So this was about the point in the project where things got super hectic and I just needed to get this fireplace looking decent and I stopped taking pictures at almost every step. I used leftover kraft board from the shell of the fireplace and made the interior box of the fireplace and attached it to the frame and the back wall of the fireplace (you can see this below). Above you can see that there is a 2×4 trim on the sides and top of where the interior box should be, I built that into the frame and it is inset from the shell of the fireplace so that I could tile the 2×4’s to make a tiled fireplace surround like you would see on an actual fireplace. I used Carrera marble hex tiles to tile the surround. I bought the Carrera hex tiles on ebay, I found 6- 1’x1′ sheets for $8 a piece which I found to be pretty cheap comparatively.

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I didn’t quite have time to finish all the details before the Christmas Home Tour so I painted the inside box of the fireplace Valspar’s Comet Dust.

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Then I put the project off for 9 months and I just recently decided that I should actually finish some things that I start! Ha! Imagine that!

I used Carrera subway tiles to tile the inside of the box. I decided to go with the method where you butt the tiles up against each other so that their are hardly any grout lines visible. I really think the tile turned out so beautifully, I am so happy with the way it looks!

I also used my brad nailer (woohoo! So much faster) to attach 1″ trim around the hearth board to give it a chunkier look, love that.

You’ll notice in the above picture that I haven’t painted the trim around the base of the fireplace or added quarter round, we are planning to strip and refinish our floors so I am waiting to finish that mess before I add any detail work around the base of the fireplace that I’d just have to re-do.

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The wall above the fireplace was definitely lacking that special something and I really wanted to add something like this…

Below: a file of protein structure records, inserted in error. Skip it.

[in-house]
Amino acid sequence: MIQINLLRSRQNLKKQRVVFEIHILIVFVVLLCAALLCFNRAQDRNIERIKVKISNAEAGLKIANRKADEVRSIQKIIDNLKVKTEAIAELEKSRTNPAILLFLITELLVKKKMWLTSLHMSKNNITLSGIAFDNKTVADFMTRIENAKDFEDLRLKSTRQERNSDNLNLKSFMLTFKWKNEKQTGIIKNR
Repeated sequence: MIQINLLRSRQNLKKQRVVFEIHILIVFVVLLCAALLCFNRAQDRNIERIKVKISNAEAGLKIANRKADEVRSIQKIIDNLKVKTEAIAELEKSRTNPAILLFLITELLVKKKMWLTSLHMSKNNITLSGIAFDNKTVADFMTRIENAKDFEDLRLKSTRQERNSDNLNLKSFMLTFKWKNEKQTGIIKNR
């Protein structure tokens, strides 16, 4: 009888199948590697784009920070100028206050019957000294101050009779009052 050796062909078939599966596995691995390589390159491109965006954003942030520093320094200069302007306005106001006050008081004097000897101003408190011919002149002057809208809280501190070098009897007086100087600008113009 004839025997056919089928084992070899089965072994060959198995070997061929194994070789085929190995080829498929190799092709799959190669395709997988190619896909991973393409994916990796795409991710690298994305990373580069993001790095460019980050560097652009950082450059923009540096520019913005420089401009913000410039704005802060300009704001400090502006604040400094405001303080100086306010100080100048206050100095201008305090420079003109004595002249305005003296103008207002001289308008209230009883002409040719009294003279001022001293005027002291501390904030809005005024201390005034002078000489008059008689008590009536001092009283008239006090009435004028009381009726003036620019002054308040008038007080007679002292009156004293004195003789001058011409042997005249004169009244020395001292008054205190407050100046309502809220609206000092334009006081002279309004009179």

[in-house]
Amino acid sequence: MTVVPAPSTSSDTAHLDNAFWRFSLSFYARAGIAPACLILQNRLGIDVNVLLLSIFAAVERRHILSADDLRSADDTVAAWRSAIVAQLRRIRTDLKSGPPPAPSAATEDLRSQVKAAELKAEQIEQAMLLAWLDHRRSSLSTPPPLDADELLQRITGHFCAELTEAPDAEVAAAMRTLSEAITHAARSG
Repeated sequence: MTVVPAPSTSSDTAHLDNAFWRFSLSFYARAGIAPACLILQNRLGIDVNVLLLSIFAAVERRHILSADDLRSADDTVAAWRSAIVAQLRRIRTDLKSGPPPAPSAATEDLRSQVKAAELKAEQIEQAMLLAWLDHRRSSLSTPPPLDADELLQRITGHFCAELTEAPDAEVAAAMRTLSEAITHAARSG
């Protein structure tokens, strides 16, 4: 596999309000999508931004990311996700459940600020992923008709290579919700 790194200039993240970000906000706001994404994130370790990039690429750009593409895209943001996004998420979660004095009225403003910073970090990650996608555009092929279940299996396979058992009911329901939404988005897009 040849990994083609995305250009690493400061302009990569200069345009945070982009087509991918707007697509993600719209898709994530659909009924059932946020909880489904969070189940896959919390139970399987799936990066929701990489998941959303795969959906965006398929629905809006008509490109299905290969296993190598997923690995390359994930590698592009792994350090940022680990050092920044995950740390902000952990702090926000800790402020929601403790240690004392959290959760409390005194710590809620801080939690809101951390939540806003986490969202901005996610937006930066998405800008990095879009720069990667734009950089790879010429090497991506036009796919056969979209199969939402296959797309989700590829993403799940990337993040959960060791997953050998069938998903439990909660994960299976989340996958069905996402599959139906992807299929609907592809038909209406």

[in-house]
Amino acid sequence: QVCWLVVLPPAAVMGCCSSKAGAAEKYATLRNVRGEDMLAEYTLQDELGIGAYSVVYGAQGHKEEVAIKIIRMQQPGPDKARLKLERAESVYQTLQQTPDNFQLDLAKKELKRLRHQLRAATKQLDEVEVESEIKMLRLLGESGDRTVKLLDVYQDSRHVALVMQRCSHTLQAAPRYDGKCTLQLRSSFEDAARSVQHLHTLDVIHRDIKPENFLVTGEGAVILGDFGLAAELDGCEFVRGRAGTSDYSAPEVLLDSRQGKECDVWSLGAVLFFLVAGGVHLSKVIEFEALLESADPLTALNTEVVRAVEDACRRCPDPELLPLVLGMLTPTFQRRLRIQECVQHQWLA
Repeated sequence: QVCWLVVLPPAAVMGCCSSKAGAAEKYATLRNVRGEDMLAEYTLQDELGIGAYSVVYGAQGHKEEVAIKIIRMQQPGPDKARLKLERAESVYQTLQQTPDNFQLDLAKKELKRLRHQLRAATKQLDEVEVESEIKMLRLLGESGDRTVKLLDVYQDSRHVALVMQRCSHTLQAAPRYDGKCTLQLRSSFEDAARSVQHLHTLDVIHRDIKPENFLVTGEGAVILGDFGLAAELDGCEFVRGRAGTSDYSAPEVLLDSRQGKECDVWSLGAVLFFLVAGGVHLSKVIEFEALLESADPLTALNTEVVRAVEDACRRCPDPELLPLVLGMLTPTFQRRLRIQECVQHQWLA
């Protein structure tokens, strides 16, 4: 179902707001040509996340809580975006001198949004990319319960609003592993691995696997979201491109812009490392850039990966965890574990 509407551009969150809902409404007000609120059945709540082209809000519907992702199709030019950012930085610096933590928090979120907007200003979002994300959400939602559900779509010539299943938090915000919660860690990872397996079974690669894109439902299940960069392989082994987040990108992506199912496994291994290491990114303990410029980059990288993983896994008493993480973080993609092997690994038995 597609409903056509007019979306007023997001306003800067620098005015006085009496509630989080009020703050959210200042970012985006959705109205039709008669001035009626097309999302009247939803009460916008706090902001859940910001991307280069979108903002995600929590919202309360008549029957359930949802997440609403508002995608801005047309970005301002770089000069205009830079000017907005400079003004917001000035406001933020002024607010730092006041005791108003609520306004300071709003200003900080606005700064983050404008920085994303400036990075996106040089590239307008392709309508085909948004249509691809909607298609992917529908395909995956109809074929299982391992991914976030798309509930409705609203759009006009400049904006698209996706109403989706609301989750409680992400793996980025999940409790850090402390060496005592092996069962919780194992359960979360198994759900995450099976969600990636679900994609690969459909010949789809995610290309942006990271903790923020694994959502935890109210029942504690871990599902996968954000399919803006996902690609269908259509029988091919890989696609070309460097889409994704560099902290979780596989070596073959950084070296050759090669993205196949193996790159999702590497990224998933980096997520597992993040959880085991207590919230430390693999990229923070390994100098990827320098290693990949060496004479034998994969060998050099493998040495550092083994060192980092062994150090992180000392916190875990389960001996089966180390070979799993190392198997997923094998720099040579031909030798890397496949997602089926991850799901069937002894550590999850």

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Lately I’ve been super obsessed with the HGTV show Fixer Upper and pretty much everything the Gaines’ do. One of their signature features is the use of shiplap in their remodeling  projects. Shiplap is the wide wooden planks that you can find under the walls in some really old houses. I love it! We don’t have shiplap but with a few planks of thin underlayment plywood that were headed for the garbage I created the plank wall effect that they so often put above the fireplaces that they build.

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I nailed the planks up on the wall using my brad nailer, trimmed the area with some 1/2″ trim I found in my garage ( I know right?! I love living in a house where the former owner was a carpentry buff!) and painted the planks and trim Valspar’s Ultra Pure White to match the faux fireplace.

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I love the texture that the planks give to the wall and it really makes our fireplace look so grand. it’s perfectly imperfect and that is the best part!

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I’m so totally in love with what the fireplace does for our former bowling alley of a living room.

Though we will never be able to have a fire in the faux fireplace, it totally cozies up our space and that makes us happy 🙂

Linking Up At: Bigger Than The Three Of Us, Love Grows Wild, Kansas Woman Bloggers, DIY Show Off, Just A Girl and Her Blog, The Blissful Bee, Maison de Pax, Design Dining Diapers, Craft Dictator, Love Of family and Home.